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    Re: Artificial Horizon, K & E USN No. 6
    From: Bruce J. Pennino
    Date: 2012 Nov 26, 11:15 -0500
    Hi:
     
    I'm going to call the missing piece an "adapter", and it probably  is as simple as you describe.
     
    The box is not contaminated.The lable on the box says "Keuffel and Esser Co. New York, St Louis, Chicago and SanFrancisco". 
     
    The fact that it is called K&E USN No 6 ( on the hood)  implies that there were 5 earlier versions? Or, maybe in the 1940s-50s Yale had them numbered when they were purchased for their OCS program? I numbered all equipment in my labs so students would know that I would know which team broke something!
     
    When you find one of these on the internet it does not have a threaded corner....except for one I found with a verbal description but no picture available.

    Bruce
     
     
     
     
     
     
     
     
     
     
     
     
     
     
     
    ----- Original Message -----
    Sent: Monday, November 26, 2012 10:39 AM
    Subject: [NavList] Re: Artificial Horizon, K & E USN No. 6

    It could be as simple as a pouring spout or pipe.  Attach it to the basin.  Put the funnel on the bottle, align the spout by eye and pour the mercury in.

    In practice, it may have been easier just to use the opposite corner of the basin, leading to early loss of the spout.

    Is the interior of the box contaminated with mercury?

    Is there a nameplate on the box?

    regards
    Brad

    On Nov 26, 2012 10:33 AM, <eremenko@math.purdue.edu> wrote:

    It is also interesting to think of the procedure of returning mercury to
    the bottle:-)

    I would search the Internet (museums pages?) to see pictures of an AH
    of exactly this kind, before trying to make the missing part.

    Alex.

    > I agree it is hard to believe the inverting process.   It is easier to
    > explain with you having the pictures.
    >
    > The upper portion of jug..... the funnel,  was an intermediary piece in
    > the
    > filling process..... the missing transition piece screwed into the basin,
    > the funnel piece attached to the opposite end of the  transition piece,
    > and
    > then the funnel threaed onto the jug with the plug removed. During
    > preparation the jug was in its normal orientation, base down.Other pieces
    > was inverted.   Then all were rotated for the fluid to flow into the
    > basin.....maybe.
    >
    > Bruce
    >
    >
    >
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    >
    > ----- Original Message -----
    > From: <eremenko---purdue.edu>
    > To: <NavList@fer3.com>
    > Sent: Monday, November 26, 2012 9:20 AM
    > Subject: [NavList] Re: Artificial Horizon, K & E USN No. 6
    >
    >
    >>
    >> It is hard to believe that for filing the mercury
    >> the basin had to be inverted.
    >>
    >> I have another conjecture. That the upper portion of the jug served
    >> as a kind of funnel.
    >>
    >> Alex.
    >>
    >>> Hello:
    >>>
    >>> With  help from a friend, here are some photos of AH. Since I last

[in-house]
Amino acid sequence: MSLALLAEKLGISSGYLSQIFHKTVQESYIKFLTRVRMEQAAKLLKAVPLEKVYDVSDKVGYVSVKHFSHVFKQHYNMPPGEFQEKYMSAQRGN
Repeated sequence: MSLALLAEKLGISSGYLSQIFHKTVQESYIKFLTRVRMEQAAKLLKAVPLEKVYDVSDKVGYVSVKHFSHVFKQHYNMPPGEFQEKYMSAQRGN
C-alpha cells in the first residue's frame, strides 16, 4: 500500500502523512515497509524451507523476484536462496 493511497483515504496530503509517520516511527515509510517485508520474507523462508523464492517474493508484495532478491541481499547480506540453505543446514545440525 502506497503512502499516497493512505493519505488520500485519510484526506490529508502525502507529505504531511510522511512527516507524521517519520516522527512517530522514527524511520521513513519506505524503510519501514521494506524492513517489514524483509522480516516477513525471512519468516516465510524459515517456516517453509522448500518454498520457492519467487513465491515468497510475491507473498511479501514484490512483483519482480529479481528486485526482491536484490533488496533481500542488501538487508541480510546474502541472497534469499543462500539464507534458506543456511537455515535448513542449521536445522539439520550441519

>>> wrote,
    >>> I've found on-line more pictures of these devices, but none with a
    >>> basin
    >>> having a threaded connection in the corner.  The tip of the cone/jug
    >>> is
    >>> missing, and the small threaded connection on the interior tip is
    >>> partially broken off.  There is a fine hole in the broken tip/threaded
    >>> piece.
    >>>
    >>> I now believe the missing tip was a transition piece that allowed the
    >>> jug
    >>> of fluid to be directly threaded to the basin. The basin has a 3/8 inch
    >>> bolt thread. The top of the jug where you see the plug is a 7/8 inch
    >>> bolt
    >>> thread.
    >>>
    >>> I suspect the pouring process went something like this: 1. The jug was
    >>> removed from the carrying box and the missing transition piece was
    >>> screwed
    >>> into the basin. 2. Plug removed. 3 .  With the basin inverted , the
    >>> basin
    >>> was screwed onto the transition piece with  jug. 4. Then the entire
    >>> unit
    >>> was inverted with the Hg flowing into the basin.   After CN work
    >>> completed, the HG was poured back into the jug.  Note how the cone can
    >>> be
    >>> inverted so it acts as a funnel for the fluid going into the jug. The
    >>> corner of the basin has the pouring spout.   Maybe?? Pretty simple and
    >>> neat!?
    >>>
    >>> A friend has access to a machine shop and I'll have a brass transition
    >>> piece machined. I would love to know how the original  top piece and
    >>> any
    >>> other components looked. I've given up looking online and maybe I'll
    >>> contact the RPI library in Troy NY.  Maybe they have some old Gurley
    >>> catalogs.
    >>>
    >>> Has anyone ever used something like this?  Thoughts?
    >>>
    >>>
    >>> Bruce
    >>> ----------------------------------------------------------------
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    >>>
    >>>
    >>> Attached File:
    >>> http://fer3.com/arc/img/121212.artificial-horizon-0554.jpg
    >>>
    >>> Attached File:
    >>> http://fer3.com/arc/img/121212.artificial-horizon-0555.jpg
    >>>
    >>> Attached File:
    >>> http://fer3.com/arc/img/121212.artificial-horizon-0557.jpg
    >>>
    >>> Attached File:
    >>> http://fer3.com/arc/img/121212.artificial-horizon-0559.jpg
    >>>
    >>> Attached File:
    >>> http://fer3.com/arc/img/121212.artificial-horizon-0560.jpg
    >>>
    >>>
    >>> View and reply to this message: http://fer3.com/arc/m2.aspx?i=121212
    >>>
    >>>
    >>>
    >>
    >>
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    >>
    >>
    >
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    > View and reply to this message: http://fer3.com/arc/m2.aspx?i=121218
    >
    >
    >




       
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